4IR and water-smart agriculture in Southern Africa: A watch list of key technological advances

Modern farmers are using digital technology to collect data and monitor crops. Image: Getty, Martin Harvey
Modern farmers are using digital technology to collect data and monitor crops. Image: Getty, Martin Harvey

This paper considers the relevance of the recent wave of technological advances – so-called Fourth Industrial Revolution technologies – for the agricultural sector in drought-prone countries of Southern Africa.

Summary:

  • Horizon scanning is well-suited to the study of frontier technologies and innovation. In the case of Southern Africa, it is important to consider not only what is scientifically or technically possible, but also how it can be adapted to the specific regional context. For example, technologies cannot be used in the same way for large-scale commercial farmers and small-scale or subsistence farmers. The region also faces specific challenges, including unequal access to energy and connectivity.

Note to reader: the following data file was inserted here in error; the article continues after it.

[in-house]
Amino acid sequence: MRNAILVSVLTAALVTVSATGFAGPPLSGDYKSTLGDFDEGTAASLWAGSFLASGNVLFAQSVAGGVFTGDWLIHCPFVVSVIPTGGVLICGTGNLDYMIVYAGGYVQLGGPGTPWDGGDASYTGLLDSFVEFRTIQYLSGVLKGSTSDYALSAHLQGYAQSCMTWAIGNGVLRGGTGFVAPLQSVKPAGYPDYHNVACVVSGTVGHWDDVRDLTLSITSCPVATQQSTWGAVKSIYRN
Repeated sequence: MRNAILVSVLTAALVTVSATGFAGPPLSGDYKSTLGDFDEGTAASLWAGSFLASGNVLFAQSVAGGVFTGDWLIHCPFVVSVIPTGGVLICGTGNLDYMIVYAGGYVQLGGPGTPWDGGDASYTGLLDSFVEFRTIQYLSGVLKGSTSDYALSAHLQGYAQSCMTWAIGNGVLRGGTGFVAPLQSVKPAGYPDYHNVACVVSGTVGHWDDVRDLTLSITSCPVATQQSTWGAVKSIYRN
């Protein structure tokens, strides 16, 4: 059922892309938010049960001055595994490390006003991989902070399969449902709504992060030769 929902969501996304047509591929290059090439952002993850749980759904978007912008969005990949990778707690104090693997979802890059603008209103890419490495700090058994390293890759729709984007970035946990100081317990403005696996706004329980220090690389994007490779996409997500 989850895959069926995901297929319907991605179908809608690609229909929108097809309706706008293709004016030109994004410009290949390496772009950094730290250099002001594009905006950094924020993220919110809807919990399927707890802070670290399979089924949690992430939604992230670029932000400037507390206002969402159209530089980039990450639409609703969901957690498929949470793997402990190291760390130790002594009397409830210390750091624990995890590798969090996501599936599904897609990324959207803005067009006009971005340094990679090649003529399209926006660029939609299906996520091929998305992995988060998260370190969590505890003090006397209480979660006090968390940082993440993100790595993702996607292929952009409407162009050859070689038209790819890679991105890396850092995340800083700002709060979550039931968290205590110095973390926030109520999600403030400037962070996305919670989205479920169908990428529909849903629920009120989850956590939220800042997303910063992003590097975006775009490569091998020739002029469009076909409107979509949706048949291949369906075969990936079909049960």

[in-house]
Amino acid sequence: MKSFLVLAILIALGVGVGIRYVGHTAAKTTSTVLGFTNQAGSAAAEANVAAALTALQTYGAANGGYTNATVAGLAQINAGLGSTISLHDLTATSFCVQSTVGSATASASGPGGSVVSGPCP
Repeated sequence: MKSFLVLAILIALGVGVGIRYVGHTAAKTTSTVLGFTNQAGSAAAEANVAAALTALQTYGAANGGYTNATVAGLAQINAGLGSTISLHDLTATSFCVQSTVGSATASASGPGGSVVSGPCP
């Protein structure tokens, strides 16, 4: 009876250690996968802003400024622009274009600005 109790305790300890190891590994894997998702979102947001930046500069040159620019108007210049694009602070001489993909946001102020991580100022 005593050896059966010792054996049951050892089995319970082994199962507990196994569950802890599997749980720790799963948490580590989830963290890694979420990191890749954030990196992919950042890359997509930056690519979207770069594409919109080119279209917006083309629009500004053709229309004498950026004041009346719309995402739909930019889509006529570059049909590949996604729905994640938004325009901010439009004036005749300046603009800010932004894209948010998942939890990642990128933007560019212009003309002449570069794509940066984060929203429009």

• Gene editing technology is cheaper and easier than transgenic engineering, and it is also not as tightly controlled by a few companies. It may therefore develop in a more democratic way. In fact, there are already many African researchers conducting research on gene editing for drought resistant crops and breeds.
  • When it comes to precision agriculture, it is possible to develop solutions that use advanced technologies in the back-end with a basic user interface in the front-end. This allows more targeted and efficient extension services.
  • New data sources and risk models also enable new insurance models, including for previously unserved clients (eg, weather index insurance for small-scale farmers or insurance bundled with seed purchases). The Africa Risk Capacity provides an example of how risk pooling allows the transfer of climate risk away from individual governments to pan-African climate response systems for natural disasters.
  • Controlled environment agriculture is projected to grow in the next 10-15 years and Southern Africa is well-placed to benefit from this growth and even contribute to it. Researchers and businesses should consider how to make these farms energy-efficient, or off-grid renewables (eg, through the use of solar technologies benefitting from abundant sunshine).
7 Sep 2020

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File size: 2.31 MB

Research by
Series
SAIIA Policy Insights No 91, August 2020
Region
Sub-Saharan Africa
SAIIA Programme
Governance of Africa’s Resources
Tags
Agriculture, Fourth Industrial Revolution (4IR)

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